Section: New Results
Design of a framework for distributed pervasive environments
Participants : Adrien Capaine, Yoann Maurel [contact] , Frédéric Weis.
Pervasive environment brings into play complex interactions between a large number of heterogeneous entities: computing units executing third-party applications delivering multiple services to users, with various (sometimes conflicting) requirements, based on the information provided by dynamically (un)available smart object or sensors. The development of pervasive application is consequently hard and must be supported by architectures and frameworks that propose solution to manage the heterogeneity, to organize the interaction of distributed entities, to support the dynamic discovery of the entities, to ensure the privacy of collected data and inferred context, to organize and structure information sharing, and to enforce access control over data and entities.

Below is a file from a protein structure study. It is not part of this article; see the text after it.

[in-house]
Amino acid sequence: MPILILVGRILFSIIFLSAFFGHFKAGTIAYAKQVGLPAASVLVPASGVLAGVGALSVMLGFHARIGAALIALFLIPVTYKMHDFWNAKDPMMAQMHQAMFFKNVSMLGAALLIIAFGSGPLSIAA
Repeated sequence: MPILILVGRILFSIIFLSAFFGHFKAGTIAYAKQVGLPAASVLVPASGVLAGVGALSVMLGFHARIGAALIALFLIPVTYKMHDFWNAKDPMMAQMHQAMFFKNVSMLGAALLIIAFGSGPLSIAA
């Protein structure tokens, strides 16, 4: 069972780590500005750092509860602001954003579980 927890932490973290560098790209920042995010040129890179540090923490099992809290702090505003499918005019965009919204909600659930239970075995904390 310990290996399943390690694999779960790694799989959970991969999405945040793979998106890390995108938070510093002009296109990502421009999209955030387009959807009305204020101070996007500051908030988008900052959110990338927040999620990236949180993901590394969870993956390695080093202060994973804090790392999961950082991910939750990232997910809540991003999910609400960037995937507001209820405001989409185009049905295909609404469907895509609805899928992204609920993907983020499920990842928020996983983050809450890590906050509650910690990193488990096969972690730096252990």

To alleviate the development of such application (see section 3.4 ), we worked on a distributed pervasive environment made of several processing nodes (or gateway) managing interacting Smart Spaces (i.e a room, a corridor etc.). A Smart Space contains one or more nodes that coordinate to provide services to users. A node is a low cost computing unit with constrained performances. Each node is responsible for the management of entities and services available in their close proximity: they dynamically discover available devices and source of information, computes contextual information and offer services to nearby users. Nodes are organized hierarchically: in each space one supervisor node is responsible for coordination between nodes (e.g. managing conflicting requirements and enforcing global policies) and communication with neighboring Smart Spaces. The whole environment (a Smart Building or a Smart Home) is controlled by a master node that distributes policy between Smart Spaces to provide global services (e.g. global energy management). Data are stored and processed by nodes as close as possible to the users in order to enforce data privacy (see section 2.1 ).